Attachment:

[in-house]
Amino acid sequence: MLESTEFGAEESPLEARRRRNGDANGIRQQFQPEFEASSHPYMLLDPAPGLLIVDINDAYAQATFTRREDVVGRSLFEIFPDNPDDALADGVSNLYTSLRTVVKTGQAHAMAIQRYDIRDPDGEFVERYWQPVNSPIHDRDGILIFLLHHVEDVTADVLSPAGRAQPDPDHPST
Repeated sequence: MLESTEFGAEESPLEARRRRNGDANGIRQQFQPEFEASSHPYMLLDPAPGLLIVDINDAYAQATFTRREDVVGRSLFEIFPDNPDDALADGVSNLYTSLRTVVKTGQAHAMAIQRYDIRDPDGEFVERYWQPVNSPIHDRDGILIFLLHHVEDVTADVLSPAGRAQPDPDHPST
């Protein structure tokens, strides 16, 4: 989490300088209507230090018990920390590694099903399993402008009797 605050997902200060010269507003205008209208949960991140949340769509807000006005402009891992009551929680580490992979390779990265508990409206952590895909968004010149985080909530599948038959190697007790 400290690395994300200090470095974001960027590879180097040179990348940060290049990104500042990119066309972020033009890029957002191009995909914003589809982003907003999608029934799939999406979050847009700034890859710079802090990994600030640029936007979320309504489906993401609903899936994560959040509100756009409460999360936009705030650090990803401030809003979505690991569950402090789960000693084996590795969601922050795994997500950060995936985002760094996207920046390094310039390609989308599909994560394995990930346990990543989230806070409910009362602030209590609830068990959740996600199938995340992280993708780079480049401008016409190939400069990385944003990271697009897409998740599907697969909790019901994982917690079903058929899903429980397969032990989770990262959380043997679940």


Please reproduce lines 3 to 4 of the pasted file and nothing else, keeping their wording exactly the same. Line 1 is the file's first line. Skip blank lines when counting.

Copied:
Repeated sequence: MLESTEFGAEESPLEARRRRNGDANGIRQQFQPEFEASSHPYMLLDPAPGLLIVDINDAYAQATFTRREDVVGRSLFEIFPDNPDDALADGVSNLYTSLRTVVKTGQAHAMAIQRYDIRDPDGEFVERYWQPVNSPIHDRDGILIFLLHHVEDVTADVLSPAGRAQPDPDHPST
């Protein structure tokens, strides 16, 4: 989490300088209507230090018990920390590694099903399993402008009797 605050997902200060010269507003205008209208949960991140949340769509807000006005402009891992009551929680580490992979390779990265508990409206952590895909968004010149985080909530599948038959190697007790 400290690395994300200090470095974001960027590879180097040179990348940060290049990104500042990119066309972020033009890029957002191009995909914003589809982003907003999608029934799939999406979050847009700034890859710079802090990994600030640029936007979320309504489906993401609903899936994560959040509100756009409460999360936009705030650090990803401030809003979505690991569950402090789960000693084996590795969601922050795994997500950060995936985002760094996207920046390094310039390609989308599909994560394995990930346990990543989230806070409910009362602030209590609830068990959740996600199938995340992280993708780079480049401008016409190939400069990385944003990271697009897409998740599907697969909790019901994982917690079903058929899903429980397969032990989770990262959380043997679940």